by Chris McEvoy Email · Print
Like most writers, I’m in two minds about reader feedback. On the one hand, I’m always interested to know what readers think of my work, and on the other, I want to find out where they live, knock on their door, and shoot them in the face.
joburg Joburg skyline. Note all the guns pointing skywards.
Now don’t take that the wrong way. My favourite section of any newspaper is the letters pages, and I believe one of the great advantages of the internet is its limitless potential for reply. But nothing challenges my commitment to defending our constitutional right to freedom of expression quite like the opinion of other South Africans.
I confess, it’s often a perverse attraction. Letters pages and comments boards grip me with all the morbid fascination of a road accident. What will the crazy, faceless people come up with this time? I ask myself excitedly as I scroll down to the comments. It’s like rubber-necking the aftermath of a head-on collision between Christopher Reeve and Stephen Hawking – sad and awful, but in a totally hilarious sort of way.
And it’s especially amusing when they get angry, as British motoring journalist Jeremy Clarkson found out after writing a Sunday Times column on his latest visit to Johannesburg. SAfricans from all over the world were quick to tell Jeremy that he was obviously drunk or high on Durban Poison the whole time he was visiting, and that an ignorant idiot like him should shut his stupid mouth stick to writing about cars. Nasty!
Now you might be wondering what Clarkson could have said to raise the wrath of so many citizens. Did he say that Jozi was an ugly, smelly city, full of shallow, materialistic yuppies who judge each other by their collection of status symbols? Did he complain about the nouveau riche aesthetic, the vacuous shopping mall culture, the overpriced drugs or the fact that everything not covered in concrete is brown? Because if it were me, that’s totally what I would have written.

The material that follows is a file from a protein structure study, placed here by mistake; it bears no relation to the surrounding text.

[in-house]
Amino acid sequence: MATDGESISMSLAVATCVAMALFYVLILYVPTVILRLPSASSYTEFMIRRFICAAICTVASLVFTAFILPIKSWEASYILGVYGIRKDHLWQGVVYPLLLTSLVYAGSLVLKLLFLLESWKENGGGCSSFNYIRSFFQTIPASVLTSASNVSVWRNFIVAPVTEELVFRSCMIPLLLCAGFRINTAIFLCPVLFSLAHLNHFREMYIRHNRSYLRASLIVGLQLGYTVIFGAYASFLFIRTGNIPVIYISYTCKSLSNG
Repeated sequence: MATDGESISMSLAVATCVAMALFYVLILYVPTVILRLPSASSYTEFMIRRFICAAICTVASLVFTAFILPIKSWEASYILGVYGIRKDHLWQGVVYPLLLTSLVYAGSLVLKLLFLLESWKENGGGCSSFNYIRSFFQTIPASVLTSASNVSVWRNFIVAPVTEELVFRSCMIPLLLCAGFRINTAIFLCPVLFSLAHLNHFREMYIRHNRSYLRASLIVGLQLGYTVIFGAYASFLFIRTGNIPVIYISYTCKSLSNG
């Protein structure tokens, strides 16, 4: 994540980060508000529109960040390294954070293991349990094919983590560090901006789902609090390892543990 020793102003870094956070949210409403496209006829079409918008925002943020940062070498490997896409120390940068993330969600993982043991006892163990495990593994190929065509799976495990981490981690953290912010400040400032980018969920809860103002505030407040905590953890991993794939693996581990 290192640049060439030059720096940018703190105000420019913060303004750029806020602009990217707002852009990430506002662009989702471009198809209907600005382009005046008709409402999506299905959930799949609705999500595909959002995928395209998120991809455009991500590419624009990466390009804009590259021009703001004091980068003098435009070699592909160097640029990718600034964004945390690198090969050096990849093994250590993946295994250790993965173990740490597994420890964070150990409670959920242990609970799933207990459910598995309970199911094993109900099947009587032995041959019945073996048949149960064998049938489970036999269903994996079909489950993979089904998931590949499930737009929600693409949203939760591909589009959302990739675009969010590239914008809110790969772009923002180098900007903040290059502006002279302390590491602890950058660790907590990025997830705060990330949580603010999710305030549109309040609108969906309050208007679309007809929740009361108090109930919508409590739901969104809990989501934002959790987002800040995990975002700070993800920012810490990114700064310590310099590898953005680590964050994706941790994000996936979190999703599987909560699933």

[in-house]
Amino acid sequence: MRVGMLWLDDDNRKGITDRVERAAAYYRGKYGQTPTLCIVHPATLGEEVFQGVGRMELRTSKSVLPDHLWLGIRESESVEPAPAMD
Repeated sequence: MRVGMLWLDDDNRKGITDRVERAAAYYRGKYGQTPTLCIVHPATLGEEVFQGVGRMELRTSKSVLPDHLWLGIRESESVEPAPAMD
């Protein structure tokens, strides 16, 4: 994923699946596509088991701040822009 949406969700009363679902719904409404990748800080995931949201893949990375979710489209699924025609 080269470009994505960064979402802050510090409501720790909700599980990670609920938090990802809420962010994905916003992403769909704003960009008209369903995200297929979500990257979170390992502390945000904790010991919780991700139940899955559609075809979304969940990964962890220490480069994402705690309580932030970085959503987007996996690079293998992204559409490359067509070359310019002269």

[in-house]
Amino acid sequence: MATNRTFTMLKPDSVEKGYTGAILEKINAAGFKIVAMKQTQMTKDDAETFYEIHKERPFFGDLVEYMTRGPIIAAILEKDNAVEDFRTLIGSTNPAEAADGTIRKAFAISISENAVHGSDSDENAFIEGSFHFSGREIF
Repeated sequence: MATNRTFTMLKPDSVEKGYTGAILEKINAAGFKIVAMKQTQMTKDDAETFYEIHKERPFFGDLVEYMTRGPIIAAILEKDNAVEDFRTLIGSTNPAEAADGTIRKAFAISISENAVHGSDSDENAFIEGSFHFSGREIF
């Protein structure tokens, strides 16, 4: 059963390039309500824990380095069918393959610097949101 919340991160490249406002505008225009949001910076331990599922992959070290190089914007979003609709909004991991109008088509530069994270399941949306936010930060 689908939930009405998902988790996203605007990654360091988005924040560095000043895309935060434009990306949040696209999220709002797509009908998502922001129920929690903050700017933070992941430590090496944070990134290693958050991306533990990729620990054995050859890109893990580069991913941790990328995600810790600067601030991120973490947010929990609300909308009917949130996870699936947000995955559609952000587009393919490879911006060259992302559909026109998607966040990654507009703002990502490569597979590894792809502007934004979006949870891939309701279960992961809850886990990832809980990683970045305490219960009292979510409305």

But no. Clarkson said none of these things. Actually, he seems to think it’s a great place to be. He writes: “I wanted to ring up those idiots who compile surveys of the best and worst places to live and say: “Why do you keep banging on about Vancouver, you idiots? Jo’burg’s way better.”
Clarkson steps over the mark when he comments on the one sensitive topic that’s guaranteed to get us South Africans fired up enough to murder anyone who happens to hold a contrary opinion: The Crime. And he says the most insulting thing imaginable. He says the crime isn’t nearly as bad as we pretend it is.
“Johannesburg is Milton Keynes with thunderstorms,” he writes. “You go out. You have a lovely ostrich. You drink some delicious wine and you walk back to your hotel, all warm and comfy. It’s the least frightening place on earth.”
To many South Africans, this is verbal abuse.
“Is Clarkson out of touch with reality, or is he being paid to lie?” writes one reader. “Jeremy, you ignoramus, you are desperately misinformed,” writes another.
This must be the only country in the world where we take offence when visitors say nice things about us.
Do we as a nation have such a low self esteem that we can’t accept a compliment when it’s thrown our way? Why do we feel compelled to act like an insecure fat girl crying in the bathroom on prom night, tearfully insisting everyone admits she’s as ugly as she thinks she is? These responses say far more about our psyche than our statistics and frankly, it’s a little embarrassing.
Confidence and a bit of pride will serve us well in 2010, so it might be a good idea to start cultivating that now. Oh, and when replying to people from English speaking countries, be sure to use a spell check. It’s only polite.